Nope! Just the opposite, in fact. The Atom outpaces the ARM designs by a wide margin and the Atom's FPU isnt crippled like in the ARM designs. We can expect FLOPS numbers in the GFLOPS range from Intel while ARM is still struggling to reach 1 GFLOP.

    ARM has something to worry about.

  • 2 Hide
    jonpaul37 , September 18, 2012 5:34 PM
    Is this Atom a dual core or single core? Might be a big difference if single...
  • 2 Hide
    blazorthon , September 18, 2012 6:04 PM
    BloobSo I'm guessing apps using the Android NDK do not work on Intel chips ( unless there is a seperate version )?


    Last I checked, most of the Android stuff runs in Java. Intel chips shouldn't have a problem running most Android apps if that's true. There might need to be a minor emulation/translation layer or something like that for the little that isn't compatible Java code or some other clever trick(s), but it shouldn't be overly difficult to run Android on x86 CPUs with full compatibility. It is definitely possible, although I don't know for sure what method(s) would be used.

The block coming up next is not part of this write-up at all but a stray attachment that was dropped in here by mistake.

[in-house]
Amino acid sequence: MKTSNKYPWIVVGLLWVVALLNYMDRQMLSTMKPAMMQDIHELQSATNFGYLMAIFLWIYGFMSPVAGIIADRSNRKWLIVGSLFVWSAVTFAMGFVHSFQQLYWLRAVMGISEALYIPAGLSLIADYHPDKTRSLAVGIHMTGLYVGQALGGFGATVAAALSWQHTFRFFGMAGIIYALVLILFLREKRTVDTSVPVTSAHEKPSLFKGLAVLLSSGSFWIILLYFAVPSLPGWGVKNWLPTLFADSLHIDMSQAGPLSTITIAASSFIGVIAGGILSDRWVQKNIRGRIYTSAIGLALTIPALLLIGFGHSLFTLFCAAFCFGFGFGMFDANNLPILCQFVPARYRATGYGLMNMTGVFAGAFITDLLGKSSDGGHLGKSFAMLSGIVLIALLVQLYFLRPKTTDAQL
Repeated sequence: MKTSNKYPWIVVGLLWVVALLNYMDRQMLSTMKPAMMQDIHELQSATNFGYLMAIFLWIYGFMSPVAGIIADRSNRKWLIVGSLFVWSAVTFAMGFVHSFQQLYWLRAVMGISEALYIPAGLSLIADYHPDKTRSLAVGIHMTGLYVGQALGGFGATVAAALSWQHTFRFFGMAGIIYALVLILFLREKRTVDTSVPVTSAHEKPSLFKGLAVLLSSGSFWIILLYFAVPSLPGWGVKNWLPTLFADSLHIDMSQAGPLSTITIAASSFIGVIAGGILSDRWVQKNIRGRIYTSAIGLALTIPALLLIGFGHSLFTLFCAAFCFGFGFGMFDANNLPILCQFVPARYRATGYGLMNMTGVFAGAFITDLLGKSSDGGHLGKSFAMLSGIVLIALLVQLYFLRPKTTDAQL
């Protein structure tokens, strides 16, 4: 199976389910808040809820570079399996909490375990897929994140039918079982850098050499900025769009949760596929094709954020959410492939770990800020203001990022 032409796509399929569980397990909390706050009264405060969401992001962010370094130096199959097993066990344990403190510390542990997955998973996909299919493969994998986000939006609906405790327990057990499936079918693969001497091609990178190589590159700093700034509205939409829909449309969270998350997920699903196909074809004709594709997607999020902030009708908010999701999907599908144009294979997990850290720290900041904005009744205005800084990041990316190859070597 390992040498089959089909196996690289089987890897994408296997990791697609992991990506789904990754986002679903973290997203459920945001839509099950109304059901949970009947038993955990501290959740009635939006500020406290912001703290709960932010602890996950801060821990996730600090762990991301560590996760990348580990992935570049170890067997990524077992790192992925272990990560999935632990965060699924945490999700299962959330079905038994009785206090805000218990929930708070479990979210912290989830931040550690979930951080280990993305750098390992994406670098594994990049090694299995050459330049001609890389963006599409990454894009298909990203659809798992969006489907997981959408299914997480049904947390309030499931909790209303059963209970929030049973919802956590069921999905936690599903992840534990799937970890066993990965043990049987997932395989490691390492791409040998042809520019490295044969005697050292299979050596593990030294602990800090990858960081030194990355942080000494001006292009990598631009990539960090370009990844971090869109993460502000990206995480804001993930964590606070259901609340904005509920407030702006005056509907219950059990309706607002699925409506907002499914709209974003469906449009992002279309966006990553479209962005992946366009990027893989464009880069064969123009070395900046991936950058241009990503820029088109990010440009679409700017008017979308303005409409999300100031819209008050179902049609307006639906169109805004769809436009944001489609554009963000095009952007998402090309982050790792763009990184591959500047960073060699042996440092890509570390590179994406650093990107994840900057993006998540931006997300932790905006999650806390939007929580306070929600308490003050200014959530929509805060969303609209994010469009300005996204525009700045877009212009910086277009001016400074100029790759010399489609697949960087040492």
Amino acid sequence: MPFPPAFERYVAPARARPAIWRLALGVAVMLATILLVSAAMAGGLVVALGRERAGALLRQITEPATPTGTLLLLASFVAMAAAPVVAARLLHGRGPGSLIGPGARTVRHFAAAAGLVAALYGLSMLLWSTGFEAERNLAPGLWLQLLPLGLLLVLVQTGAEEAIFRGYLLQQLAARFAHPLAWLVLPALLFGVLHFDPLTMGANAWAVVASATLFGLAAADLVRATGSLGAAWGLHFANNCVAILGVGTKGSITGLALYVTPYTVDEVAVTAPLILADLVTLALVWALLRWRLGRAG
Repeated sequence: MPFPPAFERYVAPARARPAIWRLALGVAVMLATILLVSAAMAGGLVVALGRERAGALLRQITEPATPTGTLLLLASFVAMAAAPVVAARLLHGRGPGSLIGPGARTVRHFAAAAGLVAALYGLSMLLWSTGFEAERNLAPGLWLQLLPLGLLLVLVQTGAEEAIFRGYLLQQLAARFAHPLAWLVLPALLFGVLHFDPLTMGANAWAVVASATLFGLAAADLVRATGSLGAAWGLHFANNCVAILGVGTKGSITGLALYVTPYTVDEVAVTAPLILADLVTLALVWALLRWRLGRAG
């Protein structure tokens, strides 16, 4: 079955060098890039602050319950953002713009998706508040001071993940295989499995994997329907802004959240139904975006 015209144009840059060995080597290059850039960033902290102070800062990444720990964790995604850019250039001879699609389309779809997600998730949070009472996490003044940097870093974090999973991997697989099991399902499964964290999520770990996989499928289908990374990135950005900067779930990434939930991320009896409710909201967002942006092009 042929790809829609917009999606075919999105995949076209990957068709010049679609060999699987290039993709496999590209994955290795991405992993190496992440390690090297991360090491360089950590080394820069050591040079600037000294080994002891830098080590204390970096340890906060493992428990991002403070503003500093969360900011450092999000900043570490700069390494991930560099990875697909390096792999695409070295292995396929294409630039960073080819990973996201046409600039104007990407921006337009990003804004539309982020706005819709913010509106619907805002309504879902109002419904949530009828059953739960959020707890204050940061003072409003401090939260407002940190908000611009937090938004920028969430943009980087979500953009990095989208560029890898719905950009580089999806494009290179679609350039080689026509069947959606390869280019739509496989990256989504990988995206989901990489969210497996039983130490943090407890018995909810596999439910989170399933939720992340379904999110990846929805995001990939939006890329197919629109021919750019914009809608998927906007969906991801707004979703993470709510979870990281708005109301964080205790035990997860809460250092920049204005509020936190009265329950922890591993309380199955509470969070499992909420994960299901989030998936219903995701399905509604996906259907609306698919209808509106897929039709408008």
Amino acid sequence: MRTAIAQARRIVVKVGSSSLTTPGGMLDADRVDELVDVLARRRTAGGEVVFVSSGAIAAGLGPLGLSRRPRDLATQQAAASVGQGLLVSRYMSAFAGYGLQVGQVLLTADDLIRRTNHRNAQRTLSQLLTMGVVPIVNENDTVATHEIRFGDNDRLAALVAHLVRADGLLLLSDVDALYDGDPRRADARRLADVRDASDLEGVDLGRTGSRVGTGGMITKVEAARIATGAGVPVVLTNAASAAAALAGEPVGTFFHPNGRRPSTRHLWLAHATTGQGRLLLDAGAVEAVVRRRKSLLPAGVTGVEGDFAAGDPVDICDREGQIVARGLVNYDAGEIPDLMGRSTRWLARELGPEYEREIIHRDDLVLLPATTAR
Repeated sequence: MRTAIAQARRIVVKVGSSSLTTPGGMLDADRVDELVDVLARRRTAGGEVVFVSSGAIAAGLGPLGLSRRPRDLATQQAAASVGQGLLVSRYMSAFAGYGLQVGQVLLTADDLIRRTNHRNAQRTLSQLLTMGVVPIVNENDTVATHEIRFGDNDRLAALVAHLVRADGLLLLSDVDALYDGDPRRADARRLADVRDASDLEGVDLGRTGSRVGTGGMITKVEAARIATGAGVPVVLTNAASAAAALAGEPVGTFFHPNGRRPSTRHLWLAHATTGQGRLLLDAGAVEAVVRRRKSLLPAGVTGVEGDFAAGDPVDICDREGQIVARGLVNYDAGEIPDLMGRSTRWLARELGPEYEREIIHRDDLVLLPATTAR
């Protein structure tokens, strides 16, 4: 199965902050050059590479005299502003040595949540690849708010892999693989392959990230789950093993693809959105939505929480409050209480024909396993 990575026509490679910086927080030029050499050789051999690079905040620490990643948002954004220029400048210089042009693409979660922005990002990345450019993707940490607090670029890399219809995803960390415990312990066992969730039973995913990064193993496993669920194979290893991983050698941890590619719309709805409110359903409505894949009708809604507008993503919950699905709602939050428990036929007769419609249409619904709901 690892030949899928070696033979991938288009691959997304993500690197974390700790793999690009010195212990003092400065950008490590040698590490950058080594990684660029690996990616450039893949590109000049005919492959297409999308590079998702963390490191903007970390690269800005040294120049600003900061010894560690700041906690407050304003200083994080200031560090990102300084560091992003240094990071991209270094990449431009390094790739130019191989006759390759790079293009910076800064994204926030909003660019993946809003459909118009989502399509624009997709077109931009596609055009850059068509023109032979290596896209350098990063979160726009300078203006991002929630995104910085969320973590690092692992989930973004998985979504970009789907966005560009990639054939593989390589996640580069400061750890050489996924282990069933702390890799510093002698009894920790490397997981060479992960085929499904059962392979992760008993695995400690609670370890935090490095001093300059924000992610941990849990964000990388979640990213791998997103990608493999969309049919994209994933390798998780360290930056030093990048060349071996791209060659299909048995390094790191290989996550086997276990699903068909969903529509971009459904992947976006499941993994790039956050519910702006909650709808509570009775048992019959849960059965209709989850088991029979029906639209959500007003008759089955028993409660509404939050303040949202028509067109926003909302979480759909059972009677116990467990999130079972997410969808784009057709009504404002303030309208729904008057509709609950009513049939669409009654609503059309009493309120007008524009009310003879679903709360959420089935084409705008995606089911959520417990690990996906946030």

• -3 Hide
    amk09 , September 18, 2012 6:05 PM
    First 2Ghz phone AWWWWW YEEEEEEEEEEE

    2016 we will have phones that can run BF3 at 1080p, calling it.
  • -2 Hide
    Anonymous , September 18, 2012 6:05 PM
    JustPosting23:
    A wide margin? It's pretty small if none. Depending on the usage scenario, this is what you will get out of each architecture. If you want something done as close to real-time as you can, you cannot use x86 which only Intel supports.

    This is like comparing a xbox360 to a ps3 cpu's.
    At this point it all depends on the design and how well you utilize it on that one architecture you are targeting.